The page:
If you have eaten a food that has the term malt or malted in its name, chances are you've eaten maltose. Maltose is a sugar not naturally found in high quantities in the food supply, but your body can generate it when you digest starchy foods. It is an important component in brewing beer and distilling alcohol, and provides a distinct flavor to malted beverages.
When long chains of sugars, such as starches, are broken down in the gastrointestinal tract, smaller sugars, including maltose, are generated. Although maltose is a small sugar, it is actually made of two smaller glucose sugars. Maltose is a bit too big for people to absorb, so your body must break it down into glucose in order to transport it to other parts of the body for use as fuel and for storing energy.
Dietary Sources of Maltose
Not many traditional foods are naturally high in maltose. When starchy foods such as cereal grains, corn, potatoes, legumes, nuts and some fruits and vegetables are digested, maltose results. When you cook these foods, the maltose content increases. For example, raw sweet potatoes don't have any maltose, but cooked sweet potatoes contain approximately 11 grams of maltose per cup. Maltose is also found in molasses, which is a sweet product that gives a distinct flavor to baked goods. There are also some malted beverages that are served as a hot chocolate-like product with milk, or as a malted milkshake.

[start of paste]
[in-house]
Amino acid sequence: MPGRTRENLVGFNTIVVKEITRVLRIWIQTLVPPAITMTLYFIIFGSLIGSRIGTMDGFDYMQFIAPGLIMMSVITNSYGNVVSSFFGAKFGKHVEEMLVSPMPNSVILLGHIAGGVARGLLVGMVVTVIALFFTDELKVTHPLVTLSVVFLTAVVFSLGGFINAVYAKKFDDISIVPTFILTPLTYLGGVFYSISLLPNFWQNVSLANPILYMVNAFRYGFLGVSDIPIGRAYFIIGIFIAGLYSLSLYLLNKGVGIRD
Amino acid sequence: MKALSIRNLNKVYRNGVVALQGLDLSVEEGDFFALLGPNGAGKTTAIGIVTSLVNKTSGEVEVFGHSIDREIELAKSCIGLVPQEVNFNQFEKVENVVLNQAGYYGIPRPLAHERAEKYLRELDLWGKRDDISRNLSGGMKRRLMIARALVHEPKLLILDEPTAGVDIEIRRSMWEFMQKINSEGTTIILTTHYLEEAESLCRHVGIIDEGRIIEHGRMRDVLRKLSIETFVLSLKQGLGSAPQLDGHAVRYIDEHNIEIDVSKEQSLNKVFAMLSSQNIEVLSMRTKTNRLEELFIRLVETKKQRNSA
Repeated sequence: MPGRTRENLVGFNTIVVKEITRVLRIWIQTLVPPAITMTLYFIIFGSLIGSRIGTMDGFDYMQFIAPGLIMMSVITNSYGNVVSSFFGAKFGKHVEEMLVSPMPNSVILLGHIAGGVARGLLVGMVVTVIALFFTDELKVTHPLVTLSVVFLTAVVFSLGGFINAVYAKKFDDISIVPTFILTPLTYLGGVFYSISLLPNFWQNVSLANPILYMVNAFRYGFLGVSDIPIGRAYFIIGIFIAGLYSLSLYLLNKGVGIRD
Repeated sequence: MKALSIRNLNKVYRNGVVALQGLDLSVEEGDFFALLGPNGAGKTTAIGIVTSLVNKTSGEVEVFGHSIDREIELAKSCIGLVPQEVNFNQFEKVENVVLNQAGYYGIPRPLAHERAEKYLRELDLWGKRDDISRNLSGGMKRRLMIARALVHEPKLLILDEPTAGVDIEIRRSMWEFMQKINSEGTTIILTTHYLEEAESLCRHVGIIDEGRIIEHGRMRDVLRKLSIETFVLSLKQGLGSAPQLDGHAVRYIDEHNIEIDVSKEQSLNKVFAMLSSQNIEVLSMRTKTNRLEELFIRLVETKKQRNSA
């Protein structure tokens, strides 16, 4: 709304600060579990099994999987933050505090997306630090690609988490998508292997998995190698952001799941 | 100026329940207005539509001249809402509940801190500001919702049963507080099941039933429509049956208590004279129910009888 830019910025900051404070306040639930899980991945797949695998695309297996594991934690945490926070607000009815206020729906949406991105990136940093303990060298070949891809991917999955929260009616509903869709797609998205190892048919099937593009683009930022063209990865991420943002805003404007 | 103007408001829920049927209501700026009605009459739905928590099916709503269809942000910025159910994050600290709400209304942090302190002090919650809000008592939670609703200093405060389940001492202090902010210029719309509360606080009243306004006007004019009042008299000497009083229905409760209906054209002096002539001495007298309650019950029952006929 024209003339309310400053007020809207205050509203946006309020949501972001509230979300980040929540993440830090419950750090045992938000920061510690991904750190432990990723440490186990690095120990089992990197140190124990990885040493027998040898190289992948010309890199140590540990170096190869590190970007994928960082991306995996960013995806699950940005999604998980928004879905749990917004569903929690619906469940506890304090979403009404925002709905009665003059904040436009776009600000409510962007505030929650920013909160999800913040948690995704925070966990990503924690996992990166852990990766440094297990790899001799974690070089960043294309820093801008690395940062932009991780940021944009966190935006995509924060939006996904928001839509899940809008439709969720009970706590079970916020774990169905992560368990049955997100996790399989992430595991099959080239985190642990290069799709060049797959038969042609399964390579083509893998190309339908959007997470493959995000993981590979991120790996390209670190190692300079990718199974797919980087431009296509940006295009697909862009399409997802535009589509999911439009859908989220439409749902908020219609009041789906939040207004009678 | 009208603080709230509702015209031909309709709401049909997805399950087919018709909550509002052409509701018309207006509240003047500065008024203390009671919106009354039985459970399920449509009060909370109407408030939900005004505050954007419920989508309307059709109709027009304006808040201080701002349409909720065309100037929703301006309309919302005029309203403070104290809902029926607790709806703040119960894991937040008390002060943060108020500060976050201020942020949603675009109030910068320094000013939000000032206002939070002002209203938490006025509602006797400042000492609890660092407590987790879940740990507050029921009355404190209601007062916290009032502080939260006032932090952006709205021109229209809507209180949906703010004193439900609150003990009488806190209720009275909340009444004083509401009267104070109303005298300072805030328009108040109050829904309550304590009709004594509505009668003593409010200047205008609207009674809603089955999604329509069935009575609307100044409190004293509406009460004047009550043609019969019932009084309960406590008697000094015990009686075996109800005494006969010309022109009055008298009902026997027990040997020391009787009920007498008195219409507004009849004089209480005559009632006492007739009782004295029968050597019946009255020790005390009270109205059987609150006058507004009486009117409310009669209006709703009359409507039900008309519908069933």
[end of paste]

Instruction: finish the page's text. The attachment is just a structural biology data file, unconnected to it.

Maltose in Beer and Alcohol Production
Maltose is created in the malting process when making beer and when distilling malt alcohol. During beer production, grains such as barley are germinated and dried to encourage the breakdown of starch into sugars, including maltose. This process provides flavor and helps with fermentation.
Dietary Recommendations for Maltose
No specific recommendations exist for maltose, and consumers should be mindful of overall sugar intake. The current Dietary Reference Intakes recommends that 45 percent to 65 percent of your total calories should come from carbohydrates, including 14 grams of dietary fiber per 1,000 calories consumed. In the average diet, approximately 14.6 percent of total calories are consumed from added sugars, states the Academy of Nutrition and Dietetics. To remain healthy, reduce added sugars as much as possible to reduce caloric intake, ensure adequate intake of other important nutrients and avoid risk for adverse health outcomes such as diabetes, cardiovascular disease and cancer, which have been linked to high sugar intake.
People who have genetic disorders in carbohydrate metabolism, such as sucrose-isomaltase deficiency, may be missing an enzyme or have a deficiency in the enzyme required to digest maltose. Consuming carbohydrate sources that provide maltose or precursors to maltose may result in chronic diarrhea, nutrient malabsorption, and in some cases, hypercalcemia. Consult a health practitioner for advice on diagnosing or managing this condition.
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- Foods & Nutrition Encyclopedia; Ensminger, ME and Ensminger, AH.
- USDA National Nutrient Database: Basic Report: 11507, Sweet Potato, Raw, Unprepared
- Academy of Nutrition and Dietetics: Use of Nutritive and Nonnutritive Sweeteners
- Handbook of Food Science, Technology, and Engineering; Hui, YH.
- Institute of Medicine: Dietary Reference Intakes for Energy, Carbohydrate, Fiber, Fat, Fatty Acids, Cholesterol, Protein and Amino Acids (Macronutrients)
- BMC Pediatrics: Congenital Sucrase-Isomaltase Deficiency Presenting with Failure to Thrive, Hypercalcemia, and Nephrocalcinosis